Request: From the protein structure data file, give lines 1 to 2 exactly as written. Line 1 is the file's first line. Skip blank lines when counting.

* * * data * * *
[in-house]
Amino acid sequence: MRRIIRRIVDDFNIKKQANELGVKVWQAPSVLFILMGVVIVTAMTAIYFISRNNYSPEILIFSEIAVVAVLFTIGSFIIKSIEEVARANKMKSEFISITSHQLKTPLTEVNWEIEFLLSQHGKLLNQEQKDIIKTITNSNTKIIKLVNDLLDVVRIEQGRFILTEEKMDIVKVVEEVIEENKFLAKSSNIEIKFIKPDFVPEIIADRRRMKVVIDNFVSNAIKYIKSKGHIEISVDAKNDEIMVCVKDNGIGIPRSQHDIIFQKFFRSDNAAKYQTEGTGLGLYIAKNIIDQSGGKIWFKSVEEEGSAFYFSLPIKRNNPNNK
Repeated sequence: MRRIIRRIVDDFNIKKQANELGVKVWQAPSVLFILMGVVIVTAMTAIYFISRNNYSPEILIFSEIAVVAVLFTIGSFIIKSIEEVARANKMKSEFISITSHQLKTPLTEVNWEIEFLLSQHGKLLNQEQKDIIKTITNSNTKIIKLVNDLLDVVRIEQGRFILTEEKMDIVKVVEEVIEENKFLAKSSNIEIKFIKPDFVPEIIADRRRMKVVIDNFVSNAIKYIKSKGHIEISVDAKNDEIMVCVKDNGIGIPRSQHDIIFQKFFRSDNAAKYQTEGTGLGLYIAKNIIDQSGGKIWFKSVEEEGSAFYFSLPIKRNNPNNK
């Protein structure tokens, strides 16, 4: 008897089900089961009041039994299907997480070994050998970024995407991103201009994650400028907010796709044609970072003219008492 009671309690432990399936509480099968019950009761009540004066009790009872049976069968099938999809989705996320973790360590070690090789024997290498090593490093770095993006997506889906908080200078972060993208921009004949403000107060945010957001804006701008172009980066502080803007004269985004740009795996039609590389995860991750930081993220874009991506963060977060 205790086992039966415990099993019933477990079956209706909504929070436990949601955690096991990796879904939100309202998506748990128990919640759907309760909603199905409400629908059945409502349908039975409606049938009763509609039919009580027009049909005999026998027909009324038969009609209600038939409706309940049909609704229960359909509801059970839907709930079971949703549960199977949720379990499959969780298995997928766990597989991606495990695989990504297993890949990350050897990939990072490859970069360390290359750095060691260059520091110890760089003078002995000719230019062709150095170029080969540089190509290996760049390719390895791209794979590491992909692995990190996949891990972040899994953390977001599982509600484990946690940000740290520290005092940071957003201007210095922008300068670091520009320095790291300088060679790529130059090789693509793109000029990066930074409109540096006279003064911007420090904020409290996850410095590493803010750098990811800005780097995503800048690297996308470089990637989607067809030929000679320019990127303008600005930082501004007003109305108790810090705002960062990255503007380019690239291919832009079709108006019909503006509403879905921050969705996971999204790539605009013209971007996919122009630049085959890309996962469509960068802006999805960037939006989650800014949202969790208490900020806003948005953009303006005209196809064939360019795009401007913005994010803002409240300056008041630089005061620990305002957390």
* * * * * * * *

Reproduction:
[in-house]
Amino acid sequence: MRRIIRRIVDDFNIKKQANELGVKVWQAPSVLFILMGVVIVTAMTAIYFISRNNYSPEILIFSEIAVVAVLFTIGSFIIKSIEEVARANKMKSEFISITSHQLKTPLTEVNWEIEFLLSQHGKLLNQEQKDIIKTITNSNTKIIKLVNDLLDVVRIEQGRFILTEEKMDIVKVVEEVIEENKFLAKSSNIEIKFIKPDFVPEIIADRRRMKVVIDNFVSNAIKYIKSKGHIEISVDAKNDEIMVCVKDNGIGIPRSQHDIIFQKFFRSDNAAKYQTEGTGLGLYIAKNIIDQSGGKIWFKSVEEEGSAFYFSLPIKRNNPNNK